As the market continues its two week rip higher the fundamental backdrop is not improving - in fact, it is eroding.
The divergence between inflated stock prices and economic reality - higher and sustained inflation, slowing growth = "slugflation" - has arguably created the most unattractive market reward vs. risk in a long while.
Over history, markets often ignore reality - it did in early 2000, in late 2007 and in late 2019.
Here is a laundry list of my concerns and the market's challenges:
* In his recent remarks, Fed Chairman Powell stated that it would take at least three years to get inflation back on track (2% or lower). I didn't hear any commentators, especially those of a bullish-kind, mention this important fact. In saying this, Powell has acknowledged that it should have reduced the Fed's balance sheet and should have raised interest rates sooner.
* As a result of this comment and recent inflation readings, here and over there in Europe this morning, I expect a front-loaded 50 basis point increase starting at the May meeting. If energy and food prices continue to rise, a 75 basis point hike at one meeting is possible.
* A more hawkish Federal Reserve particularly done into a period of moderating economic growth is a toxic cocktail for stock valuations.
* Though this sort of developing rate rise trend is alarming enough, the loss of liquidity in the deleveraging of the Fed's balance sheet might be more meaningful - and deleterious - to the equity markets.
* Meanwhile, the global economy, even before the rate hikes, is deteriorating far faster than the consensus expects.
* "Slugflation" lies ahead.
* "Peak housing" - as mortgage rates lift to over 5% and home prices are literally through the roof - is upon us. Pending home sales are turning down and refinancings will shortly evaporate.
* Inflated auto prices will adversely impact the car business. And so will the high prices of nearly everything else - from Starbucks (SBUX) coffee to refrigerators.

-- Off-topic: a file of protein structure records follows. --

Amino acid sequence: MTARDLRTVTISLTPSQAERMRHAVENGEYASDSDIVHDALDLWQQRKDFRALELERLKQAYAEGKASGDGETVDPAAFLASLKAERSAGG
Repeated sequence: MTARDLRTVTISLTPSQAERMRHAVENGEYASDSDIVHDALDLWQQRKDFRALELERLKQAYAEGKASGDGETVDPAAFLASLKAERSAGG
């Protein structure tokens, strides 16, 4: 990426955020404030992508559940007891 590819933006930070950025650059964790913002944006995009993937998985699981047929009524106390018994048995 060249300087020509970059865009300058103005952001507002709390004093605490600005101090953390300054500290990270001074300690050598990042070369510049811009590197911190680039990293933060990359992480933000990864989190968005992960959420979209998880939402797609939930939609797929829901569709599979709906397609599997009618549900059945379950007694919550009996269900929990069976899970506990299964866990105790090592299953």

* Bullish auto observers are unfocused on neon shortages - and broad parts shortages will plague the auto business into next year.
* Not only with inflation be persistent, economic growth lower, but supply chain dislocations/disruptions will not be fleeting.
* The Ukraine/Russia war will exacerbate both inflation and supply chain problems - that fallout will be longer lasting than most expect.
* I expect consumer confidence to suffer in the months ahead and for those that say the consumer is fine - they should look at the data and dwindling savings rate.
* Food shortages and rising food prices - given the lower production of corn and wheat and the rapidly rising expense of fertilizer and gas - are on tap over the next six months.
* The potential exists for a global food crisis in 2023 and, with it, social uprisings.
* Globalization, the practice and ideology, is dead and, with this and other factors, U.S. corporate profit margins have peaked.
* And so is global cooperation dead with geopolitical risks residing on three separate continents.
* European inflation is at the worst levels in 75 years - and the ECB will have no choice but to raise rates faster than the consensus expects.
* Europe will be in a recession in the second half of this year.
* China's economy - the driver of worldwide economic growth - is foundering.
* We still remain terribly vulnerable to sourcing of critical products and materials in China. An economic war between the U.S. and China is not out of the question - as China could interrupt that product flow in at any point in time.
* Real U.S. GDP will be under 1% over the next six months and the odds of a 2023 recession are mounting quickly.
* The widening gap of political partisanship in the U.S. will result in a failure of important legislation at a time of political, social and economic headwinds and upheaval.
As a result of these factors/observations/analysis/opinions, I am of the view that we are in a Bear Market rally.
(This commentary originally appeared on Real Money Pro on March 30. Click here to learn about this dynamic market information service for active traders and to receive Doug Kass's Daily Diary and columns from Paul Price, Bret Jensen and others.)